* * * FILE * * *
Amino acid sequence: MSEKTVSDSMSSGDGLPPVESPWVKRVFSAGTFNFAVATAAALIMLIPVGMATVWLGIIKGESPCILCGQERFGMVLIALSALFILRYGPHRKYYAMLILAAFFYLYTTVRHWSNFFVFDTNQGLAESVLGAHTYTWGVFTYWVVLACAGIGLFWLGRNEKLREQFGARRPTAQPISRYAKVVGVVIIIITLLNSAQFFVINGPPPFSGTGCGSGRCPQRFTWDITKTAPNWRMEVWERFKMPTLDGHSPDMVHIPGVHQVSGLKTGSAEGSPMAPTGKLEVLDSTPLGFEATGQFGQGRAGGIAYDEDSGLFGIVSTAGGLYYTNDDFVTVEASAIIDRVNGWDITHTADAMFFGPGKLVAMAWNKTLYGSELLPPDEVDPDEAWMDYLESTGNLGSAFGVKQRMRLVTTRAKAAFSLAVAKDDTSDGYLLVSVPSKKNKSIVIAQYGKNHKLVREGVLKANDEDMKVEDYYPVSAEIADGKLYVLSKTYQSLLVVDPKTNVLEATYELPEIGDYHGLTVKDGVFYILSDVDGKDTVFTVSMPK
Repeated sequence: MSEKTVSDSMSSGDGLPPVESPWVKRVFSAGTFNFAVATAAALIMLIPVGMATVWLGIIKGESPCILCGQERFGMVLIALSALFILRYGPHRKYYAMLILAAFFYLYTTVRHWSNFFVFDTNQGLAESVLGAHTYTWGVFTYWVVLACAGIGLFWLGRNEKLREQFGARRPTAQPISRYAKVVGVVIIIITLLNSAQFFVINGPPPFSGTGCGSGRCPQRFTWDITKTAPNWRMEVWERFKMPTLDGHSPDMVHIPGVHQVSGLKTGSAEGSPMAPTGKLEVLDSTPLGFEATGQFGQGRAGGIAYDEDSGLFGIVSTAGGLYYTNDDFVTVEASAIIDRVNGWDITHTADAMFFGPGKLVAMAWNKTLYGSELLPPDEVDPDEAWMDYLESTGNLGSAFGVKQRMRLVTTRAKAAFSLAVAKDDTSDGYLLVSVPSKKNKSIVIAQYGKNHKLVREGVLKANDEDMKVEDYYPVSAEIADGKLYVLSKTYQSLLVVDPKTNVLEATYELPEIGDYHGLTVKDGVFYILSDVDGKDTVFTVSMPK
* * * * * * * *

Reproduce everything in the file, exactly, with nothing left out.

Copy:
Amino acid sequence: MSEKTVSDSMSSGDGLPPVESPWVKRVFSAGTFNFAVATAAALIMLIPVGMATVWLGIIKGESPCILCGQERFGMVLIALSALFILRYGPHRKYYAMLILAAFFYLYTTVRHWSNFFVFDTNQGLAESVLGAHTYTWGVFTYWVVLACAGIGLFWLGRNEKLREQFGARRPTAQPISRYAKVVGVVIIIITLLNSAQFFVINGPPPFSGTGCGSGRCPQRFTWDITKTAPNWRMEVWERFKMPTLDGHSPDMVHIPGVHQVSGLKTGSAEGSPMAPTGKLEVLDSTPLGFEATGQFGQGRAGGIAYDEDSGLFGIVSTAGGLYYTNDDFVTVEASAIIDRVNGWDITHTADAMFFGPGKLVAMAWNKTLYGSELLPPDEVDPDEAWMDYLESTGNLGSAFGVKQRMRLVTTRAKAAFSLAVAKDDTSDGYLLVSVPSKKNKSIVIAQYGKNHKLVREGVLKANDEDMKVEDYYPVSAEIADGKLYVLSKTYQSLLVVDPKTNVLEATYELPEIGDYHGLTVKDGVFYILSDVDGKDTVFTVSMPK
Repeated sequence: MSEKTVSDSMSSGDGLPPVESPWVKRVFSAGTFNFAVATAAALIMLIPVGMATVWLGIIKGESPCILCGQERFGMVLIALSALFILRYGPHRKYYAMLILAAFFYLYTTVRHWSNFFVFDTNQGLAESVLGAHTYTWGVFTYWVVLACAGIGLFWLGRNEKLREQFGARRPTAQPISRYAKVVGVVIIIITLLNSAQFFVINGPPPFSGTGCGSGRCPQRFTWDITKTAPNWRMEVWERFKMPTLDGHSPDMVHIPGVHQVSGLKTGSAEGSPMAPTGKLEVLDSTPLGFEATGQFGQGRAGGIAYDEDSGLFGIVSTAGGLYYTNDDFVTVEASAIIDRVNGWDITHTADAMFFGPGKLVAMAWNKTLYGSELLPPDEVDPDEAWMDYLESTGNLGSAFGVKQRMRLVTTRAKAAFSLAVAKDDTSDGYLLVSVPSKKNKSIVIAQYGKNHKLVREGVLKANDEDMKVEDYYPVSAEIADGKLYVLSKTYQSLLVVDPKTNVLEATYELPEIGDYHGLTVKDGVFYILSDVDGKDTVFTVSMPK